A nationwide shortage of truck drivers has motivated firms to lobby for changes in the minimum age limit for interstate truck driving. The current minimum age in 21, although some trucking firms and industry insiders want the age limit reduced to 18. Opponents cite safety concerns and the prospect for more truck accidents on the nation’s roads.
Demand for Truckers Greater than Supply
In 2015, a concerted effort by the trucking industry to lower age limits for truckers initially stalled in Congress. Nonetheless, it still sparked a review by the Wall Street Journal that linked the proposals to the nationwide trucker shortage. According to the WSJ article, the American Trucking Association (ATA) reported a 48,000 driver shortfall in 2015.
Federal law currently allows states the right to grant anyone over 18 years-of-age a CDL, which is the key qualification needed to operate a commercial truck. However, truckers must be 21 to haul freight across state lines. The fact that most trucking firms are interstate enterprises effectively creates a 21-year-old minimum age.
WSJ interviewed a third-generation truck driver who suggested that making potential truckers wait for three years after high school reduces the number that will ever consider long-haul trucking as a career. Many of these high school graduates find their way into other careers like construction and manufacturing. Since many are already entrenched in their career paths by the time they are 21, they never consider a career as a CDL driver.
One organization, the Advocates for Highway and Auto Safety, opposes any effort to lower age limits for truck drivers citing statistics that such drivers get into more accidents. The organization questions why Congress would allow 18, 19 and 20-year-old drivers to operate semi-tractor trailers when, as a group, they are already among the highest-risk drivers.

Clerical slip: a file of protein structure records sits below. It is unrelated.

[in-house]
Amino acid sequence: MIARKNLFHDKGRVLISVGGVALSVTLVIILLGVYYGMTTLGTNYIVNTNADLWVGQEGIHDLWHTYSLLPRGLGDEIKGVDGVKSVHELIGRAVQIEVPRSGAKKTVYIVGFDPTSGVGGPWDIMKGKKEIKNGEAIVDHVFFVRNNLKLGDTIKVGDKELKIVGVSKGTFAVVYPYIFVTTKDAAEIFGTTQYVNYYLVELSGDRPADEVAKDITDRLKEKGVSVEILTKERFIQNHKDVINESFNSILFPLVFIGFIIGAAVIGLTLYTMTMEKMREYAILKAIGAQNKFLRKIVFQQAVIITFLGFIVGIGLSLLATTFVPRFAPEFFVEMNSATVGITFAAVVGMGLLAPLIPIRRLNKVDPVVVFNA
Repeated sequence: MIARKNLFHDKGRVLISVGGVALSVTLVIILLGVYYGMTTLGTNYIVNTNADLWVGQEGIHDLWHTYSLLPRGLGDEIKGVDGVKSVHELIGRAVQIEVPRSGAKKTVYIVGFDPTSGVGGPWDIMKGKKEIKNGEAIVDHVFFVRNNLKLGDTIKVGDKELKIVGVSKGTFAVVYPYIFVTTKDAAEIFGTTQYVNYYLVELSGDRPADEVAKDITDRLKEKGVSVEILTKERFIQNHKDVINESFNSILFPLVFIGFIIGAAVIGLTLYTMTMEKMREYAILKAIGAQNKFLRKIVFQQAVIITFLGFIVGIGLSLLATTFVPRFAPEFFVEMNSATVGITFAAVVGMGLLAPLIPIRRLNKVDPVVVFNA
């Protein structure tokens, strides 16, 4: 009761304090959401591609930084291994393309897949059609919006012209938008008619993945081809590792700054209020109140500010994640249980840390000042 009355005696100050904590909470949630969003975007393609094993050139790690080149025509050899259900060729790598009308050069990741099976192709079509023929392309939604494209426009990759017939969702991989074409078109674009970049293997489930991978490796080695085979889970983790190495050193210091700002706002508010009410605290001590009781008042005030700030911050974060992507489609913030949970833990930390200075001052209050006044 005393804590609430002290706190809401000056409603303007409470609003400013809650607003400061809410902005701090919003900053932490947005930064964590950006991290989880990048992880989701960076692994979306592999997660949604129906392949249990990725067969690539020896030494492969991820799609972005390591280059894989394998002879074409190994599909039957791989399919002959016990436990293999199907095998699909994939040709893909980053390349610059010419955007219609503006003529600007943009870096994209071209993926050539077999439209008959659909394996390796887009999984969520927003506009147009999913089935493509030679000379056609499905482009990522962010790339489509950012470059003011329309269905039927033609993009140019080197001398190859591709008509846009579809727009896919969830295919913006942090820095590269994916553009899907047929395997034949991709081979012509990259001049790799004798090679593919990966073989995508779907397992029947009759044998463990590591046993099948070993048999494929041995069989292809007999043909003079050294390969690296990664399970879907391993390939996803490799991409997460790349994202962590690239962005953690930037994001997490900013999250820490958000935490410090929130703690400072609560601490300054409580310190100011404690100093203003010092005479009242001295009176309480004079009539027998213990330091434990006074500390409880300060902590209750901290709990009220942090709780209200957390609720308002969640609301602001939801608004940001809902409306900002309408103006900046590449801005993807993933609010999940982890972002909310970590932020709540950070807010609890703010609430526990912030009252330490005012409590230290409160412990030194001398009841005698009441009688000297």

On one hand, research suggests that the mind of a young person is not fully developed until approximately 25 years of age. In fact, rental car companies typically require that their customers be at least that age.
Critics of reduced age requirements in the trucking industry question how drivers 18, 19 or 20 years of age would have the decision-making abilities and mental acuity required to consistently operate a big rig in a safe manner. They also cite the higher sleep needs of younger individuals in general. The counter-argument is that intrastate truckers under 21 already operate in big states like California, Texas
Opponents to lowering the age limit to 18 cite data from the Department Of Transportation Fatality Analysis Recording Program, which suggests that truck drivers only driving intrastate (within states) were involved in 66 percent more fatalities than drivers ages 21 and older.
A proposal to test reduced age limits was included in the FAST Act, a highway funding bill introduced in Congress. Senators and representatives ultimately compromised, allowing 18-20 year old military service members and veterans with military driving experience to participate in a pilot program which permits states to allow commercial drivers to cross their respective state lines. As a first step in setting up the pilot program, the Federal Motor Carrier Safety Administration sought public input through September 21, 2016.
When a person is a victim of a truck accident due to negligent conduct, the law provides a means for seeking compensation via the state’s civil court system. It is common to seek compensation for certain medical expenses, pain, suffering and lost wages. Survivors of those killed often seek monetary damages for loss of companionship as well.
If you or a loved one is a victim of a truck crash, we make it possible for you to speak with a Wisconsin truck accident lawyer at no cost to you. We fight hard to get our clients every dollar they deserve under any and all applicable laws. To learn more, please contact us.